He shared the highlights of the documentation and results of psychosocial services during the three-day humanitarian mission held from June 13 to 16.

These include the following:

• The unprecedented destruction by intense aerial bombing of the only Islamic city in the Philippines;
• the resulting massive evacuation of most of the city’s population and the looming humanitarian crisis;
• the overwhelming sentiment of the people of Marawi against Martial Law and military strikes;
• the military abuses of Martial Law and the trampling on civilian authority and human rights; and
• the need to investigate both the US involvement before and during the Marawi conflict and the real score in the so-called terrorist groups holed up in Marawi.

The June humanitarian mission is just the first, said Jerome Succor Aba, spokesperson of Suara Bangsamoro. He said much need to be learned and shared with the public on the Marawi crisis.

To this day, Isnilon Hapilon, the alleged terrorist being hunted down in Marawi, is still at large. Yet, much of the lovely Marawi City now lay in ruins. Gabriela Rep. Brosas echoed the niggling worries of the women evacuees – that they may no longer have a house and livelihood to return to when the military finally stops their air assault.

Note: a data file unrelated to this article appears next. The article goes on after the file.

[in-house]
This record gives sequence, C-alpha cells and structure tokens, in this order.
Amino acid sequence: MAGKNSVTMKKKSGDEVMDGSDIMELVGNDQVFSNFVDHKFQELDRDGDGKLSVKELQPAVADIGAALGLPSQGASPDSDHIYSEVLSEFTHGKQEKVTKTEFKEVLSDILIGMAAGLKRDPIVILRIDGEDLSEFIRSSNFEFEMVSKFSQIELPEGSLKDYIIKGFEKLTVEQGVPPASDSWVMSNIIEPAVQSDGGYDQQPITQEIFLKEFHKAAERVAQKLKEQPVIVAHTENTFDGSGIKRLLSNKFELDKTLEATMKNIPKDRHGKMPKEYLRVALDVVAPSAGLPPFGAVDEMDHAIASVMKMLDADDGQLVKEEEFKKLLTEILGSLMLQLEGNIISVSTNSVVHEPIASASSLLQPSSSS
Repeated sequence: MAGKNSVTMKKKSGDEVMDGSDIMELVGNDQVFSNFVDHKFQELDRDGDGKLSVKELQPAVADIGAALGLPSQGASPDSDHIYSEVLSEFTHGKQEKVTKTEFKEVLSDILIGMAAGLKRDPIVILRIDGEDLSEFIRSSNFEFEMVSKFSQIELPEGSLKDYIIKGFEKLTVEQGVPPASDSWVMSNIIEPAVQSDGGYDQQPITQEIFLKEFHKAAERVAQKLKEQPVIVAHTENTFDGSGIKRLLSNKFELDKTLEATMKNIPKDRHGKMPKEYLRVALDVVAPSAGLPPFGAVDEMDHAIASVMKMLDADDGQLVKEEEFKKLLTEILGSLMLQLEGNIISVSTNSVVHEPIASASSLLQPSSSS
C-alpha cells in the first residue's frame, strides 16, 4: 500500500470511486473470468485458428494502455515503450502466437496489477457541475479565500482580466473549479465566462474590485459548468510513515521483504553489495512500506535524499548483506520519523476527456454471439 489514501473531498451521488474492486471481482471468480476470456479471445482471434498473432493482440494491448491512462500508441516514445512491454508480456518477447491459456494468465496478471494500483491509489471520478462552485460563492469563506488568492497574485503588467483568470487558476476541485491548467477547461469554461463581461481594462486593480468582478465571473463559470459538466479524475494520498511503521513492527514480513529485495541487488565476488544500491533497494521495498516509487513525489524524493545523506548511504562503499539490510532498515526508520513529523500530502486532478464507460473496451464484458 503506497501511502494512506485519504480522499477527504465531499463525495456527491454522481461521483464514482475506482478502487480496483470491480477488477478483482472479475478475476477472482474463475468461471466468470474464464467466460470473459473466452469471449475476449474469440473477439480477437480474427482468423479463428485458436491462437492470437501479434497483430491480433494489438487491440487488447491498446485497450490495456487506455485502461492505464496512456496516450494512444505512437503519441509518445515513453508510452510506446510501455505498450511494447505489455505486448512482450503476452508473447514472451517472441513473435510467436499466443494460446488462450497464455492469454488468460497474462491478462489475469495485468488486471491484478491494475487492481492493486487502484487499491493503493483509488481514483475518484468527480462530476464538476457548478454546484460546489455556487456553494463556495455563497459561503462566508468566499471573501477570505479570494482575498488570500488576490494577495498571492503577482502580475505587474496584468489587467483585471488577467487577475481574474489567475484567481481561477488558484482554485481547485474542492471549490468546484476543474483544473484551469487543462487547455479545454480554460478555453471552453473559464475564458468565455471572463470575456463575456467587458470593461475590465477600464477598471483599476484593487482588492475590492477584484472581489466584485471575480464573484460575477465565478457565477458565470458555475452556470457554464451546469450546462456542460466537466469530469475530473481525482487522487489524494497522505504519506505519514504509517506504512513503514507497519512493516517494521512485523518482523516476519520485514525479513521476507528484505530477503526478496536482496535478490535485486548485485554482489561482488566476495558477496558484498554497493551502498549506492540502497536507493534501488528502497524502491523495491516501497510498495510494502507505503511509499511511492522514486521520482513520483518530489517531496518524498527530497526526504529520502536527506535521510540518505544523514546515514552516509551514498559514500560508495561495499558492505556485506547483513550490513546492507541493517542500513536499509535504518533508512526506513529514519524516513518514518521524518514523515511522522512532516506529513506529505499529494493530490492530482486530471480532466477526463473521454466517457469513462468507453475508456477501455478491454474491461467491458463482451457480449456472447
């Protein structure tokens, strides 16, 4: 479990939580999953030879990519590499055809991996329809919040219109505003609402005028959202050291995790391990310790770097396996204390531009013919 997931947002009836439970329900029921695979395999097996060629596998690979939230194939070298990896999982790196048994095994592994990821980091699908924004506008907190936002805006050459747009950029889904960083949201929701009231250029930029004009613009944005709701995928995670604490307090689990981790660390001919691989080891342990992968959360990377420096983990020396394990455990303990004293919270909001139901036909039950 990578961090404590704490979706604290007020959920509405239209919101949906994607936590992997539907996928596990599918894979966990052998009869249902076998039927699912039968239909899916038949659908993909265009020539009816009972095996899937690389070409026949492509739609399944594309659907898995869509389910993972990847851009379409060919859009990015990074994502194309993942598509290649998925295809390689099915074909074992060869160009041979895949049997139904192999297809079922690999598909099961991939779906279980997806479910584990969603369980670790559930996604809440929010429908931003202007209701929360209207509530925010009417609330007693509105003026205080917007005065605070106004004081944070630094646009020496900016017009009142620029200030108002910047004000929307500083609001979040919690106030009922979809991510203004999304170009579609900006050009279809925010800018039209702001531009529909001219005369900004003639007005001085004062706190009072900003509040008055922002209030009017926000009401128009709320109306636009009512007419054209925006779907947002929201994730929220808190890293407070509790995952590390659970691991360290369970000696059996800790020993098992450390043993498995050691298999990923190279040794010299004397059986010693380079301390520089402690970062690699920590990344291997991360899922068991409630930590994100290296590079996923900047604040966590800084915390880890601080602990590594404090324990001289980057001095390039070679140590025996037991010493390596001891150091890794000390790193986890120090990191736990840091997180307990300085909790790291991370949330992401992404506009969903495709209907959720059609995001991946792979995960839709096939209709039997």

People fleeing to safety. Marawi City. (Photo courtesy of  Anto Balleta)
People fleeing to safety. Marawi City. (Photo courtesy of Anto Balleta)

A month into the Marawi siege, a third of a million Filipinos has become internal refugees. “Bombings continue that’s why the people remain afraid,” said Ustadz Alimondas Laut, 43, a resident of Marawi since he was 13.

After the press conference, he quoted a soldier saying “di kaagad makakauwi ang mga evacuees” (the evacuees cannot immediately go back). He told Bulatlat that the reason behind this “slight delay” is that much work needs to be done now to clean up the rubbles of bombardment.

Gabriela Rep. Brosas said the nightmare of the children evacuees, their fears, uncertainties and worries, the trauma of being separated from family members and things familiar, the pain of failing to observe their religious rites, all these will likely haunt their lives. (https://www.bulatlat.com)